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The Forgotten War: a Shaky Truce in Yemen

A shaky truce has stopped the fighting in only some parts of Yemen, as UN-backed efforts get under way to end a civil war that has killed 6,200 Yemenis and enabled al-Qaeda to set up its own mini-state in the south of the country.

Often referred to as the “forgotten war”, the conflict has torn the Yemen apart after Saudi Arabia and a coalition of nine Sunni states intervened in March last year to stop the victory of Houthi rebels in alliance with armed forces loyal to former President Ali Abdullah Saleh. Airstrikes by the Saudi-led coalition has inflicted heavy loss of life on civilians, including 97 people, 25 of them children, who died when bombs were dropped on a crowded market place in north western Yemen on 15 March.

“People are no longer able to live because of the war which destroyed everything,” Shawqi Abdullah, a taxi driver in the capital Sanaa told a news agency as the truce took hold. “We had a calm night with no planes flying and fear of bombs. And we hope that the war ends.”

Despite intervention by Saudi Arabia and its coalition against the Houthis, whom they see as Iranian-backed Shia rebels, the Houthis still hold Sanaa. But, though residents there said they had spent a quiet night, there was continual fighting in the city of Taiz in the south west that is under siege by the Houthis. Peace talks are due to begin under UN auspices in Kuwait on 18 April, but a year of fighting has left Yemen fragmented as different armed groups of uncertain loyalty battle for control of every province.

Saudi Arabia and the Sunni states are backing the government-in-exile of Abd Rabbo Mansour Hadi, which claims legitimacy because it is internationally recognised, though it was never elected. With Saudi support, its forces recaptured Aden last July, but the port city and southern Yemen have collapsed into chaos. The Houthis and forces loyal to former president Ali Abdullah Saleh are being pushed further north, but they have not been defeated and were able to hold a defiant rally in Sanaa to celebrate their resistance a year after the start of the coalition bombing campaign.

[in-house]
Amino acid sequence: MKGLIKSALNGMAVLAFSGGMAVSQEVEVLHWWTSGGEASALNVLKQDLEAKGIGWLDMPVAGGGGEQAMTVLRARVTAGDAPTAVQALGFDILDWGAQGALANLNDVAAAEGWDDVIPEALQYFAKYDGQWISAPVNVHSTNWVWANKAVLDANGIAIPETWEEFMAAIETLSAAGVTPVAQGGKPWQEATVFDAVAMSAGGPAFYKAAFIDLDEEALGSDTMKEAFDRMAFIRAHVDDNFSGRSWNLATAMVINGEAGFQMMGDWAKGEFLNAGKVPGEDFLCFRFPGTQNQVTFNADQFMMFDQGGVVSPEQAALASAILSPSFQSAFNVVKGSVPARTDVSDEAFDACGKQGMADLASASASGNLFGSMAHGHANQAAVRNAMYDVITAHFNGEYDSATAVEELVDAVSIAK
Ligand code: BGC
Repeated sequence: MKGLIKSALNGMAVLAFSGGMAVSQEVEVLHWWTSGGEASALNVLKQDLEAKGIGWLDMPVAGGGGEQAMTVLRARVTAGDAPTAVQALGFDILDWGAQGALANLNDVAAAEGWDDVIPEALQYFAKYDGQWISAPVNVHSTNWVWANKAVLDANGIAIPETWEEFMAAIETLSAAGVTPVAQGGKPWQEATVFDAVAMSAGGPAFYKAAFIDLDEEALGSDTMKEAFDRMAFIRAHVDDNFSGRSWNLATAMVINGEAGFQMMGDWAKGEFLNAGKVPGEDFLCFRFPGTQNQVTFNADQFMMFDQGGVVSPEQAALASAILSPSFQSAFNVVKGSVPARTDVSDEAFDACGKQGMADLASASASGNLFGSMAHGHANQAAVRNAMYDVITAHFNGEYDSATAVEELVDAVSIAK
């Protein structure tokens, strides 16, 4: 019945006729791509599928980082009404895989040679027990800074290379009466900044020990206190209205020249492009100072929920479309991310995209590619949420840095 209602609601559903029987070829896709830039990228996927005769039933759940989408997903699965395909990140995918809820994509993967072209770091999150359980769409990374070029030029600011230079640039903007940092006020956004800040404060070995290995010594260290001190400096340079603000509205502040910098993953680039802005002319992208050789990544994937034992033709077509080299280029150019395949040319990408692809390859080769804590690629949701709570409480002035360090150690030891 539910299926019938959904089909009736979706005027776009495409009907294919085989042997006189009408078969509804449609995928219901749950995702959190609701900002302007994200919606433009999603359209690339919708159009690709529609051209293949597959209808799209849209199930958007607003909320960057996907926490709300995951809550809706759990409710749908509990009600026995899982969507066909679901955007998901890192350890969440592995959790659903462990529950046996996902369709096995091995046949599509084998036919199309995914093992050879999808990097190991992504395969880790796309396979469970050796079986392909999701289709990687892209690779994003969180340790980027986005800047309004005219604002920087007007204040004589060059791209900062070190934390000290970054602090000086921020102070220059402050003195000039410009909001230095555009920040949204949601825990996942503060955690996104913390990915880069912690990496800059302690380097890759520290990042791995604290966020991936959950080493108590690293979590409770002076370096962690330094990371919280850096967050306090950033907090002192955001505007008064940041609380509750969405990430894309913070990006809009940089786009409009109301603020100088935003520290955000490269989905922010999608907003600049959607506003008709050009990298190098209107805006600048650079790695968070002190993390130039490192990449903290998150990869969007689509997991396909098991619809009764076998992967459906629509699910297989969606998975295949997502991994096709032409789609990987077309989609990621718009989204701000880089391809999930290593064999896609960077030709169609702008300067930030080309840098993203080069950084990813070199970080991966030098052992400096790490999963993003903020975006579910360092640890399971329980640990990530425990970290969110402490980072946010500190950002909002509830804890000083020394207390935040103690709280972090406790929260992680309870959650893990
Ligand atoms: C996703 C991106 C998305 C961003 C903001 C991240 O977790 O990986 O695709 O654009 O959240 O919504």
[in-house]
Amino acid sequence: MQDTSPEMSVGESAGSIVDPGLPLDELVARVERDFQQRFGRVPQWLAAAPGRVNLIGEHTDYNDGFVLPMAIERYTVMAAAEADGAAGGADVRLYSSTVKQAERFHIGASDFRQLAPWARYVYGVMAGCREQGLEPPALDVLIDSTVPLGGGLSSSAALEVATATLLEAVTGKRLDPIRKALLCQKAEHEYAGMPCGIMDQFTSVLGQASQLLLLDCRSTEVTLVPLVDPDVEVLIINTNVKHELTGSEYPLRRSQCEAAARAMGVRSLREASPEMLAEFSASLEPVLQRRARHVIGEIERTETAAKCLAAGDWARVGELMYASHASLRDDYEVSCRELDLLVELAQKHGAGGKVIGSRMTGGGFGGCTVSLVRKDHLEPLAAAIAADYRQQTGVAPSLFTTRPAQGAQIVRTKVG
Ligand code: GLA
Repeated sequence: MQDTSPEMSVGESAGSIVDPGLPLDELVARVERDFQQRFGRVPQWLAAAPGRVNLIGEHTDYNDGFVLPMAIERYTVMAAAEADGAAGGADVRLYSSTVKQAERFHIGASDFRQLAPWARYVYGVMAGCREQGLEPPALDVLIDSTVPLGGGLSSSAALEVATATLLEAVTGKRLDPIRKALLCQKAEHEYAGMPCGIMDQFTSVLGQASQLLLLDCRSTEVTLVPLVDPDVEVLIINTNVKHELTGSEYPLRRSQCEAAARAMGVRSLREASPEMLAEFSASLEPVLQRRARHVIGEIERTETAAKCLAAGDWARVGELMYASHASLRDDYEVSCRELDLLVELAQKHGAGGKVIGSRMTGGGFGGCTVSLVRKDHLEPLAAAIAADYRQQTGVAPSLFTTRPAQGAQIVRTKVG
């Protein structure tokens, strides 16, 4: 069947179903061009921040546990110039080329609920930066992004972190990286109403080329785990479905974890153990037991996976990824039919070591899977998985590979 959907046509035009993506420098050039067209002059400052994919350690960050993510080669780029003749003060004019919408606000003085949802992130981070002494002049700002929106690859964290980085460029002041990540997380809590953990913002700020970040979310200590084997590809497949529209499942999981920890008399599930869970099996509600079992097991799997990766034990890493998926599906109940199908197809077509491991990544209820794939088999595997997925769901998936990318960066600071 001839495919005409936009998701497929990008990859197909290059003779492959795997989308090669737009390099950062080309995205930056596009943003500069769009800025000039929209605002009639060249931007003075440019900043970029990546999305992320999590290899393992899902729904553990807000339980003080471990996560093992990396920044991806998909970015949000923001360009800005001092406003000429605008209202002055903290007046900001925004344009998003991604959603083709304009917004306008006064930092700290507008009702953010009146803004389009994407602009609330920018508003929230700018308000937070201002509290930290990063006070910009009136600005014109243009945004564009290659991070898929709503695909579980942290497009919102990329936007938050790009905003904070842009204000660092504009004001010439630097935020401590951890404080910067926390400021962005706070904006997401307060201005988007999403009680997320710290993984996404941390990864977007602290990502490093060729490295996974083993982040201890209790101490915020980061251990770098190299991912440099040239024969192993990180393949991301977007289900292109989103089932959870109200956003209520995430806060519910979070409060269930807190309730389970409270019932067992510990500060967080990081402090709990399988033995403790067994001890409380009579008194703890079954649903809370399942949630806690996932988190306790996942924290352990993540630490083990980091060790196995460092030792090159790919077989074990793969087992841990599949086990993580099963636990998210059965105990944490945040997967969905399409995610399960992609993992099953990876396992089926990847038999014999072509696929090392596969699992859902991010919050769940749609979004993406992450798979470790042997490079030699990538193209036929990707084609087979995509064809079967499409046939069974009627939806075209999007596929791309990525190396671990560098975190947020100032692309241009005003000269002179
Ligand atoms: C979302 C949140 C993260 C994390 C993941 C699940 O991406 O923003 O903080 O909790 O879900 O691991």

The outside world has paid limited attention to the war in Yemen because the country is isolated and there has been no mass exodus of refugees and migrants heading for the European Union. So bad are conditions that some Yemenis have fled to Somalia, one of the most impoverished, divided and war-ravaged countries in the world. Even before the war, Yemenis were very poor and many do not have the money to take flight, however bad local conditions.

As in Iraq, Syria and Libya, the greatest beneficiaries of the break-up of Yemen have been salafi-jiahadi movements, in this case al-Qaeda in the Arabian Peninsula (AQAP). The group, which the US holds responsible for a series of bomb attacks on American targets, has expanded rapidly over the last year, seizing Mukalla, a city of 500,000 and the third biggest port in Yemen. AQAP makes an estimated $2 million (£1.4m) a day from goods and fuel being passing through the port, in addition to $100 million from raiding the local central bank according to a special report by Reuters titled: “How Saudi Arabia’s war in Yemen has made al Qaeda stronger – and richer.”

What Raqqa and Mosul are to Isis, Mukalla is to AQAP which has long been targeted by US drone strikes. It is now stronger than at any time for twenty years, with an estimated 1,000 fighters in Mukalla and control of a further 373 miles of coastline according to the report. Paradoxically Saudi Arabia claims that one of the purposes of its campaign is to deny “terrorists a safe haven in Yemen.” Isis have also made advances, but not to the same degree as al-Qaeda.

AQAP got its opportunity to expand when Saudi Arabia launched “Operation Decisive Storm” in March 2015, Yemeni army troops were withdrawn from Mukalla and AQAP took over. With revenues from taxes and smuggled fuel, it has been able to grow in popularity and is regarded as less cruel than Isis. Its leaders are able to arm their fighters with weapons and ammunition abandoned by the army that is fighting Saudi-backed forces alongside the Houthis.

The ceasefire that was meant to begin at midnight on Sunday may be inadequate, but it is the most serious attempt to end the fighting in a year. It may be a sign that Saudi Arabia wants to extricate itself from an inconclusive war that it is not winning and which, instead, has produced a stalemate with the Houthis still holding Sanaa and with AQAP creating its own state on the southern coast.

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Patrick Cockburn is the author of  The Rise of Islamic State: ISIS and the New Sunni Revolution.

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